# Deploying Smart Contracts

The agoric deploy command in the agoric command line tool supports deploying contracts and off-chain web applications that talk to them. The command has two primary uses:

  • Deploy smart contract source code onto the blockchain
  • Deploy and setup an application program to a local server running an Agoric process

Use the agoric deploy command to run your Dapp's contract/deploy.js and api/deploy.js scripts. You can use the deploy scripts created when you copied an existing Dapp into your directory as they are, or you can modify the scripts as suggested later in this document.

Remember, your Dapp has three primary subdirectories:

  • contract/which contains files relating to your smart contract itself.
  • api/which contains files enabling the UI frontend to communicate via HTTP/WebSocket to an on-chain backend contract instance and start your Dapp contract instance and backend.
  • ui/ which contains files relating to your contract's user interface.

# How it works

All deployment happens via the local running Agoric process. This is usually the ag-solo process, and frequently refered to as that or just as ag-solo. It is also sometimes described as/called an Agoric VM or a local server.

ag-solo communicates with either a locally running or remote chain. The local process has a home object, which contains references to services on-chain, including zoe, the default registry, and an application user's wallet. Developers can use these service references to call the service's associated API commands.

Deploying to the chain first uploads the bundled contract source code to the local Agoric process (ag-solo). The deployment script then uses the home object to access zoe which installs the code on chain.

Via the REPL associated with the wallet, developers can use all the on-chain commands that deployment scripts use to deploy contracts and Dapps.

Each deploy.js runs in its own temporary process, connected to ag-solo, through which it can reach the chain.

# Contract deployment

First, let's look at contract deployment. contract/deploy.jsbundles up a contract's source code (which may consist of multiple files and modules) and "installs" it on the blockchain as source code, using Zoe. This does not execute contract code; it just makes the code available on-chain.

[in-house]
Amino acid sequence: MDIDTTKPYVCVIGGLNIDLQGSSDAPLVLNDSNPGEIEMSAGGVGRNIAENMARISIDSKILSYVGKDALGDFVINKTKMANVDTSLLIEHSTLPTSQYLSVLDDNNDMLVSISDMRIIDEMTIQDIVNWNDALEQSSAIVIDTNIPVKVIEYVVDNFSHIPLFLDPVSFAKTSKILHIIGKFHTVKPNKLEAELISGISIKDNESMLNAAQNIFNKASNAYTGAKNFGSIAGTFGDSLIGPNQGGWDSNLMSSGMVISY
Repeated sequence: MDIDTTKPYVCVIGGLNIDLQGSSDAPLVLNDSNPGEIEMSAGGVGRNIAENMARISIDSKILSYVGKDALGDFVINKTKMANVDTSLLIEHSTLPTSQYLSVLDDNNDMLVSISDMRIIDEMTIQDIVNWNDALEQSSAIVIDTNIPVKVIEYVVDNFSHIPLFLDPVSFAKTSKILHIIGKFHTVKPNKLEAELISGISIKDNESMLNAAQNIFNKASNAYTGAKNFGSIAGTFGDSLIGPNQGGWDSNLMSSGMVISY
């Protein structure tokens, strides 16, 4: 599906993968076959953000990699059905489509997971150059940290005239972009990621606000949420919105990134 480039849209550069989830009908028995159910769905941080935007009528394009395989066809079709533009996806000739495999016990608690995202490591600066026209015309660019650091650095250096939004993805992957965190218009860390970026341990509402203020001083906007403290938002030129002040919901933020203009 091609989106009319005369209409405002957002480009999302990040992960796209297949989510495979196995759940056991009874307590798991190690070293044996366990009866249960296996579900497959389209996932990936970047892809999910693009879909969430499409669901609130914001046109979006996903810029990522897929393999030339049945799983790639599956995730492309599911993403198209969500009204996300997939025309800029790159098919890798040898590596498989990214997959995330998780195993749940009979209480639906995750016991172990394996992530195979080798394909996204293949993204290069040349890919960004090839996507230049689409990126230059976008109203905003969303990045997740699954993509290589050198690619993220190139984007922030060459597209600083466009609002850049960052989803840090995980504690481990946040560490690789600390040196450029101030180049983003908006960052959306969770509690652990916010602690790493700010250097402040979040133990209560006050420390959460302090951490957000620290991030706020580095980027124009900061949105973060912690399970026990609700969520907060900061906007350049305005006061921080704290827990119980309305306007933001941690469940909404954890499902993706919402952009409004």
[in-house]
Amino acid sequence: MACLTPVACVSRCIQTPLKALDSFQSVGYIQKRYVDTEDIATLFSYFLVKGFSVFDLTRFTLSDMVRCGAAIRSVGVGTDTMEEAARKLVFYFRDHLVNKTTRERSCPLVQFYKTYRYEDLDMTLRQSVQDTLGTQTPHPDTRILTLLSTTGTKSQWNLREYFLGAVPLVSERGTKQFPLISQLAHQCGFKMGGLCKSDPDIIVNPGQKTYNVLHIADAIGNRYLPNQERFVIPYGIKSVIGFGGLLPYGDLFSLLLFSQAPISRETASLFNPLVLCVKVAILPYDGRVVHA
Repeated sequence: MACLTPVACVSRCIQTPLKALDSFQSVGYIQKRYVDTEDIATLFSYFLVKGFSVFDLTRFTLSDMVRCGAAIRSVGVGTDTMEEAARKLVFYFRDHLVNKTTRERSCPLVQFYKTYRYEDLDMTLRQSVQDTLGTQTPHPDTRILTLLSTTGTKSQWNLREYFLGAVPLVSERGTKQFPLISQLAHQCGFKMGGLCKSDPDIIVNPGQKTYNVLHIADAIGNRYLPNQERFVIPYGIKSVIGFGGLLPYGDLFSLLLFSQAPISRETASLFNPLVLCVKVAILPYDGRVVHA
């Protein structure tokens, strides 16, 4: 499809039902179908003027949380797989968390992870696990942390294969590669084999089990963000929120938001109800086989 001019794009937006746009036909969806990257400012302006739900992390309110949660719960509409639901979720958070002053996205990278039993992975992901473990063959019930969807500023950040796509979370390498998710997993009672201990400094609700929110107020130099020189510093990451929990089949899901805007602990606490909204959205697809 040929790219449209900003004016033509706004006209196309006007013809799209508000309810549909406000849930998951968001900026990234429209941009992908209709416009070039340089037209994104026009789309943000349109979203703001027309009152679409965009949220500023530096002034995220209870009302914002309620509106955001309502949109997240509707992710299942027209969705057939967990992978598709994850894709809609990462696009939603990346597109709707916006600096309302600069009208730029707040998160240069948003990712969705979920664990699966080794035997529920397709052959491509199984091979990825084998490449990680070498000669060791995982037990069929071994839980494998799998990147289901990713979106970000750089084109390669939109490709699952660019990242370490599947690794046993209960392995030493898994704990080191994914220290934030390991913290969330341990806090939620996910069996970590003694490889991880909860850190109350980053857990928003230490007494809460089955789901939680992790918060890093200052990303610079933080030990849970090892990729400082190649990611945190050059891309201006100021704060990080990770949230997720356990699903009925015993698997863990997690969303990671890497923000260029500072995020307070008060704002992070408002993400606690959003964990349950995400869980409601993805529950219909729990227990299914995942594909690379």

The contract deployment process uses zoe.install() to install the contract source code on-chain. This returns an installation handle associated with the source code. In a typical contract deployment, the deploy script adds the installation handle
to the default shared registry so it is broadly accessible on the chain. The script then writes the registry key to a config file in the Dapp's ui directory as shown below.

By default, when you run agoric init, your Dapp gets the dapp-encouragement contract/deploy.js file, which is our example of a typical contract deploy script.

Deploying the dapp-encouragement contract (e.g., with agoric deploy contract/deploy.js after agoric init copied it into a local directory) installs it on chain, and generates the file ./ui/public/conf/installationConstants.jswith contents like:

// GENERATED FROM dapp-encouragement/contract/deploy.js
export default {
    "CONTRACT_NAME": "encouragement",
    "INSTALLATION_REG_KEY": "encouragementinstallation_9794"
};

The Registry determines the installation registry key, in this case "encouragementinstallation_9794", so it is different for each contract deployment.

# Application service deployment and setup

Next, let's look at application deployment and setup. As compared to contract deployment, you need to customize the Agoric API server deployment and setup much more for your particular application and contract. Some Dapps use a singleton contract instance which presumes that it will be installed once and serve all customers (as opposed to an auction or swap contract, which is installed once, but instantiated separately for each sale it manages). A singleton potentially must:

  • Be created
  • Find and connect to on-chain resources such as issuers for specific currencies
  • Create new on-chain resources like new currencies or NFTs
  • Create new Purses for the application to use
  • Seed the on-chain contract with initial orders or configuration.

These example contract api/deploy.js scripts show some of the range of the above custom setup actions:

For an example of additions needed to support IBC (Inter-Blockchain Communication protocol), see the dibc-encouragement branch. The link takes you to a page showing the differences in various files in the Encouragement Dapp between the master branch and a branch which integrates IBC.

Application deployment steps may include:

  • Bundle the api code and deploy it to the running local "api" process (ag-solo)
  • Include the contract installation configuration information in the bundle
  • Create new currencies and add them to the application's wallet

Steps for contracts that use a singleton instance for all clients may further include:

  • Instantiate a contract instance using the installation created when the contract deployed
  • Use the invitation from that instance creation to configure the new instance
  • Register the contract instance's instanceHandle with the Registry
  • Record the contract instance's Registry key in a configuration file